Post # 1
My Fiance and I are running into budget issues are looking to cut corners somewhere. I honestly can’t justify spending money or RSVP cards and postage, ESPECIALLY considering that most everyone on our guest has already told us who is and isn’t going to be there by word of mouth. We’re just inviting close family and friend. We’ll invite about a hundered, but only expect about half to show based on what we’ve heard.
I’m about to finish and send out invitations within the next couple of days. To make matters worse, they’re going out late! I don’t know if the people invite would have time to RSVP through mail. The event is going to be semi-formal church wedding with a desert reception.
Would it be ok for me to put RSVP (xxx)xxx-xxxx on the bottom of the invitation? I don’t actually feel that my friends and family would mind; perhaps would even prefer that. They’re not the formal type and we are the first couple in a long time to actually have a wedding.
Post # 3
I could see this being a huge headache as people are much more hesitant to call someone to RSVP, but you know your guests. In this case I guess it would be fine just to list your phone number to RSVP at the bottom of the invite. If you feel you would get a better response through email, I’m sure you could list that as well. I would model your invite a little more after a shower invitation with the RSVP wording on the bottom.
Post # 4
i think it is fine and a great way to save paper/costs. We are doing an RSVP via our wedding website. I did not give people another option and hope that they will use the website. I know this is setting myself up for headaches but if it works, the RSVPs will be counted in an organized manner for me. I mostly did not want to deal with international postage and saw mailed RSVP cards to be an extra expense.
Post # 5
I’m doing a Destination Wedding, so it didn’t make sense to me to buy response cards/envelopes/postage when 80% of the responses will be people declining. I asked guests to RSVP via phone or on our wedding website.
Post # 6
Like Miss BooBoo I’m having my guests respond to our wedding website or via phone (in case they don’t have internet access). I don’t think you’ll have any problems.
Post # 7
The RSVP with the stamped envelope is just the most common iteration of RSVPing. Technically, you’re just asking them to reply, so whatever form you think you’ll get the most/quickest/easiest responses should be the one you choose!
Post # 8
I would do a combination of email and phone. That way the people that are hesitant to call can still email you.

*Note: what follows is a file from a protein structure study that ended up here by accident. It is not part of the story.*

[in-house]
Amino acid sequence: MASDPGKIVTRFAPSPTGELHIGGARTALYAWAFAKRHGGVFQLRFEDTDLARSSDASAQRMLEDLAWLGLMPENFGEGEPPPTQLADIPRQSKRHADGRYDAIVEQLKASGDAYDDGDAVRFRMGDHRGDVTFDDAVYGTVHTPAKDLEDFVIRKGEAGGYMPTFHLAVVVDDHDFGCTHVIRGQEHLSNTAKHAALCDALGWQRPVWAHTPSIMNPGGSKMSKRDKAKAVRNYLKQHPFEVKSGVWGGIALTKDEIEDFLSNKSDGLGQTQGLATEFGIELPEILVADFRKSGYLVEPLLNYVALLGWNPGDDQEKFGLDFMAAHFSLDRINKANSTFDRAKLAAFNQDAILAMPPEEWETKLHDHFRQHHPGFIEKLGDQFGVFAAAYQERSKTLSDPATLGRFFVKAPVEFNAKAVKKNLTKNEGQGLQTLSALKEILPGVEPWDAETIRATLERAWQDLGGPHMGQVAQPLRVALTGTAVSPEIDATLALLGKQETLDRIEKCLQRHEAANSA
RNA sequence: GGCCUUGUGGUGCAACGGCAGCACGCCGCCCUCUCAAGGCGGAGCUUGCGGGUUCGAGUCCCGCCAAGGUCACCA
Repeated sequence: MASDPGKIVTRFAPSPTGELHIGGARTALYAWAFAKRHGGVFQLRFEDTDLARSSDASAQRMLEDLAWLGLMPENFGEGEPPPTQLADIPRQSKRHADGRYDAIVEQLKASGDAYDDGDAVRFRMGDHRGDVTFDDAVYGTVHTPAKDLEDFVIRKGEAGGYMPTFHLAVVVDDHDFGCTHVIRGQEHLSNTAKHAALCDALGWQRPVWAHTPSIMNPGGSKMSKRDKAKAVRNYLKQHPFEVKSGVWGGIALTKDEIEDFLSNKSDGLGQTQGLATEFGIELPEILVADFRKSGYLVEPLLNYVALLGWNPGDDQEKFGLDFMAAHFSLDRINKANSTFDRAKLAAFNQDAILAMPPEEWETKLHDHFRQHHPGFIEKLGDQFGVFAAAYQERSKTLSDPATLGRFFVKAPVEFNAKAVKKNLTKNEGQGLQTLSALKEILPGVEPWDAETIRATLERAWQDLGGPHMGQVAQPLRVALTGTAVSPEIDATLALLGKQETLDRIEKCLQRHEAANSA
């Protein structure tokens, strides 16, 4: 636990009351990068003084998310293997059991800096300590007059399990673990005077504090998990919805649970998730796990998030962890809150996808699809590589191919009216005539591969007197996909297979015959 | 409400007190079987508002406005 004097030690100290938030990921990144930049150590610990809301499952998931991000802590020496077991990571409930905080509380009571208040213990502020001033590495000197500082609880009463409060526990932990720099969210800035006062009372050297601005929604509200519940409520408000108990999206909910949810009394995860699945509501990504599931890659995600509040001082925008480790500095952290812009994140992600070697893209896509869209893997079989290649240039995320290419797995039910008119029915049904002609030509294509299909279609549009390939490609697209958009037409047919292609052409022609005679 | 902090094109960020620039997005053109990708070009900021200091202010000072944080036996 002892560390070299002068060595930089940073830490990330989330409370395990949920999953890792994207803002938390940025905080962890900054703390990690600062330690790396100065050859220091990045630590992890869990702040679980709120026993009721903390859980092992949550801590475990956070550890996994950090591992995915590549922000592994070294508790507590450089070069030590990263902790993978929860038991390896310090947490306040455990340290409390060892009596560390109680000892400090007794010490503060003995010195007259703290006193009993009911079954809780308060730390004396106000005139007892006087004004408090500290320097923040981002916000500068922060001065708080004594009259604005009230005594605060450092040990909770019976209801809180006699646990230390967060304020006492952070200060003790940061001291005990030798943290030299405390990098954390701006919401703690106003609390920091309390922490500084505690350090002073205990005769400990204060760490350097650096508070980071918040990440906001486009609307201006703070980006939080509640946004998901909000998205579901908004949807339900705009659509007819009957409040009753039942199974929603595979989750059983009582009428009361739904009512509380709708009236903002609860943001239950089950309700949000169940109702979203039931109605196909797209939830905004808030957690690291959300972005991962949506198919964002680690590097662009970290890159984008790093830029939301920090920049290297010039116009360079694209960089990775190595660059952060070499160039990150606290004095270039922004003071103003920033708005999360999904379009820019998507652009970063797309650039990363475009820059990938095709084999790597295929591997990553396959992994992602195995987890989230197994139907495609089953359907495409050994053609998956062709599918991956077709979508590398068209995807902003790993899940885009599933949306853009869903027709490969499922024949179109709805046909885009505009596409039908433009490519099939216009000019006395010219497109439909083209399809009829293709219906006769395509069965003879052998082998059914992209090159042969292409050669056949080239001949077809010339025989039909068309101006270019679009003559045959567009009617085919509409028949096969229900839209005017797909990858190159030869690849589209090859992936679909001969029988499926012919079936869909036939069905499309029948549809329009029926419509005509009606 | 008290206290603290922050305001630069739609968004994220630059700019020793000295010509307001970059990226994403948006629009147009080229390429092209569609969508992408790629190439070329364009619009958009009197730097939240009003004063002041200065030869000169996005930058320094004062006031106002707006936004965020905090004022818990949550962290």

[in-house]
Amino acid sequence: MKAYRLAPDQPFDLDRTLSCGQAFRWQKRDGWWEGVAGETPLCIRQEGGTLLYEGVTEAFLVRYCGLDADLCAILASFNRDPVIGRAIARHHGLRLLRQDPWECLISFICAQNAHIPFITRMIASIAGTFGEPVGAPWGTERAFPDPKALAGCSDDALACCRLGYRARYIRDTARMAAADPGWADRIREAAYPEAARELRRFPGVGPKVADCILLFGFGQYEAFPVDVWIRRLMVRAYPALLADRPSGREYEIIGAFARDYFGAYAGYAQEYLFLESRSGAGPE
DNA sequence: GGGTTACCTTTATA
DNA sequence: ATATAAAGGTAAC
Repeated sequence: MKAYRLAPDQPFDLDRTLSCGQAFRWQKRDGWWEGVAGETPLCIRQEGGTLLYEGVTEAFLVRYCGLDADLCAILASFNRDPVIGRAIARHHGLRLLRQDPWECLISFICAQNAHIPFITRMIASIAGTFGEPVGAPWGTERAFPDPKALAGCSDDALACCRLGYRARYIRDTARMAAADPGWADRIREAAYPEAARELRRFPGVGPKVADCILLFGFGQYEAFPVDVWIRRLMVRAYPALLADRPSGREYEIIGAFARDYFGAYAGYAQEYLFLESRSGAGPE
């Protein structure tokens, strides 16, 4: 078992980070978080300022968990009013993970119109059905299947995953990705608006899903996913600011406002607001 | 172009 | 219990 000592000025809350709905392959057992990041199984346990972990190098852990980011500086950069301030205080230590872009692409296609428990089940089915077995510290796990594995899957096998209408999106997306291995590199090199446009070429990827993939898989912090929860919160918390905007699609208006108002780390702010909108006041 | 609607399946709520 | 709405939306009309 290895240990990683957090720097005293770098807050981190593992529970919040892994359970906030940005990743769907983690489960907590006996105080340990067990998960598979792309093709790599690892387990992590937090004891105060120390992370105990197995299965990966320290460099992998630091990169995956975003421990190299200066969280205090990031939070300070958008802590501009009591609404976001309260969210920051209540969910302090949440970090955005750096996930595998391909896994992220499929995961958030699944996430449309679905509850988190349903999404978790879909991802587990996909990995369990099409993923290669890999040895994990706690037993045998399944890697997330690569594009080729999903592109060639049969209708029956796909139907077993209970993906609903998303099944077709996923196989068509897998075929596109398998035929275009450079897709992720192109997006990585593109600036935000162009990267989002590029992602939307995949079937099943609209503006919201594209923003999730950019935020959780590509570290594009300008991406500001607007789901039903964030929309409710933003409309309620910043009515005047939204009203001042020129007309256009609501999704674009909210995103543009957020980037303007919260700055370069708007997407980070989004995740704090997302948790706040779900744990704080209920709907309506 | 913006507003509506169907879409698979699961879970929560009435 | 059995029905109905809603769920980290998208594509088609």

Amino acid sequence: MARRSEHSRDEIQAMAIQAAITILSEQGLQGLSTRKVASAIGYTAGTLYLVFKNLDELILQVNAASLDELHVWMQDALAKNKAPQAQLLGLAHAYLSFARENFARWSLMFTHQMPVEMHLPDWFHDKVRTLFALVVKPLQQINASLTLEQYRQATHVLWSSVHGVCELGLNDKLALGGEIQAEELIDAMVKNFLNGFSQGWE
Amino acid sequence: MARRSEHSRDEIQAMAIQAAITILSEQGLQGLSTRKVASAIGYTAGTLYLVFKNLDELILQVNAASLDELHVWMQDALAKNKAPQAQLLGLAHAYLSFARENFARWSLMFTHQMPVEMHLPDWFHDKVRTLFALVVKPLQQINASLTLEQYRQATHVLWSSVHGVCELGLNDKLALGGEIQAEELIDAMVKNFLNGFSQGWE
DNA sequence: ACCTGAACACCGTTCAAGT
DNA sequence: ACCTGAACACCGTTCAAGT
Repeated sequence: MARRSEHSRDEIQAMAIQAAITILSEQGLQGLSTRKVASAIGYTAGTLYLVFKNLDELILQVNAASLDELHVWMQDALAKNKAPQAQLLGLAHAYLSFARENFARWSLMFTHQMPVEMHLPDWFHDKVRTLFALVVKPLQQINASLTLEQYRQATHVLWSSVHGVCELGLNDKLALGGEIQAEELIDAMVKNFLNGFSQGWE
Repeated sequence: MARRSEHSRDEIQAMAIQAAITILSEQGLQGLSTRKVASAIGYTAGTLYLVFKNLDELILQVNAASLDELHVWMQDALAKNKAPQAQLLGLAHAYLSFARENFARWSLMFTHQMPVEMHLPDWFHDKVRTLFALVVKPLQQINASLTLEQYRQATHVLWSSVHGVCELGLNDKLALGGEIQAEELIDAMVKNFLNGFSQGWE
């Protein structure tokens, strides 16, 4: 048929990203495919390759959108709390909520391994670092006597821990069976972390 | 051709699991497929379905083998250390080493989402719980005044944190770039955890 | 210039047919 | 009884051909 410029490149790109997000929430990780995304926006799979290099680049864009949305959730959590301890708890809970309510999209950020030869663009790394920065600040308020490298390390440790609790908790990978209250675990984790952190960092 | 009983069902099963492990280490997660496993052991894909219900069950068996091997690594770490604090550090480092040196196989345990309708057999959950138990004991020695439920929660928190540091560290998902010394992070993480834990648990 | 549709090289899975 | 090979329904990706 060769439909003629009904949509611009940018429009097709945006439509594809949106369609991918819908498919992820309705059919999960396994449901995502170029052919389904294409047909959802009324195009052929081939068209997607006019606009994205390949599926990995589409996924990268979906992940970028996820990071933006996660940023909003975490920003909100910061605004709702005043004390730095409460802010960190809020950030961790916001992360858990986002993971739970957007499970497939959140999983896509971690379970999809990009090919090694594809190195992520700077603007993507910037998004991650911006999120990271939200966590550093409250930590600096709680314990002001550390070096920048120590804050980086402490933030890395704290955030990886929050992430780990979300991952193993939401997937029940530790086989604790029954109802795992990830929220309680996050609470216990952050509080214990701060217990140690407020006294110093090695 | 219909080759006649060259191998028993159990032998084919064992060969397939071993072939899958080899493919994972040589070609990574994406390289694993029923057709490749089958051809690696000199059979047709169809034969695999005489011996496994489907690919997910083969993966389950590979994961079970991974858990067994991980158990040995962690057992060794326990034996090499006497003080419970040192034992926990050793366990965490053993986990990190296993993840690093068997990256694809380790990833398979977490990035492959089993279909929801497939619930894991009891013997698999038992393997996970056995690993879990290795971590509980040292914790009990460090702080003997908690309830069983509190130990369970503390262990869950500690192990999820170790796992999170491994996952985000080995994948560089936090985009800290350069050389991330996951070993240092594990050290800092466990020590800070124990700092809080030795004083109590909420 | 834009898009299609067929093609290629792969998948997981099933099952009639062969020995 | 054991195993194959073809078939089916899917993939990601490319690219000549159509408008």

Post # 9
I just had RSVP by phone or email (similar reasons to yours) and it worked out fine. A friend had everyone RSVP to her website, but that didn’t work out quite so well – some of the older generation were a little freaked out by that, I think. But they would not mind phoning.
It sounds to me (from other RSVP threads) that so many people can’t be bothered to mail response cards back, so the waste is annoying. Definitely have an email option for the shy ones who hate phoning, though!
Post # 10
glad to see we are not the only ones…we are doing RSVP via our website and phone also, just in case people don’t want to use the internet.
Post # 11
You might want to check out AnRSVP.com. It is a free RSVP site, with a bunch of advantages:
- The guest book is updated automatically which saves time.
- The total number of guests who responded “yes” or “no” is provided right away without having to count manually.
- You do not need to provide a return envelope with a stamp together with the wedding invitation.
- There is no risk of mail being lost or that you forget to update the guest list.
- Optionally, you can also be asking your guests about their menu choices. Then, you will know how many guests want chicken, how many want fish etc. without counting them manually.
Post # 12
R.s.v.p. cards were introduced only within the last 50 years or so, and only became common within the last twenty or so. Even today, among folk who routinely hold other formal events and not just weddings, guests know enough to write their “Miss Aspasia Phipps/accepts with pleasure the kind invitation of ….” type of response on their own stationery (and find the printed R.s.v.p. form just a little tawdry.) And even fifty years ago, before R.s.v.p. cards came into vogue, Amy Vanderbilt and Letitia Baldridge were suggesting that “modern” hostesses could use a phone number for R.s.v.p.s without embarrassment.
Personally, I think you should put your phone number, AND your email address under the R.s.v.p. line. It’s a rule of good taste that “form follows function”. The function of an R.s.v.p. is to let you know who’s coming, and giving our guests the choice of communicating that back to you by mail (on their own stationery) or by phone or by email which ever is easiest for them, serves that function best.
Post # 13
Postcards are more environmentally friendly and they cost less than a card with an envelope.
Post # 14
Postcards sounds like a fun idea. Anyone have any suggestions? I don’t know if we have the budget for them, but I can definately check it out. Do local retail stores carry something like that? I don’t want to have to wait for something else to be mailed to me before I can send out my invites.
If not, I may see about setting up a website or adding the e-mail. Thanks for your help, guys! 🙂
Post # 15
You can make them yourself. You can get some really cute designs from weddingchics.com or i-do-it-yourself.com if you are willing to DIY.
Post # 16
We did RSVP’s by phone (b/c most everyone has one) and via our website. It give’s people an option and they are both easy to track. We got a google voice number and linked both to a gmail account. Do what works for you. Good luck.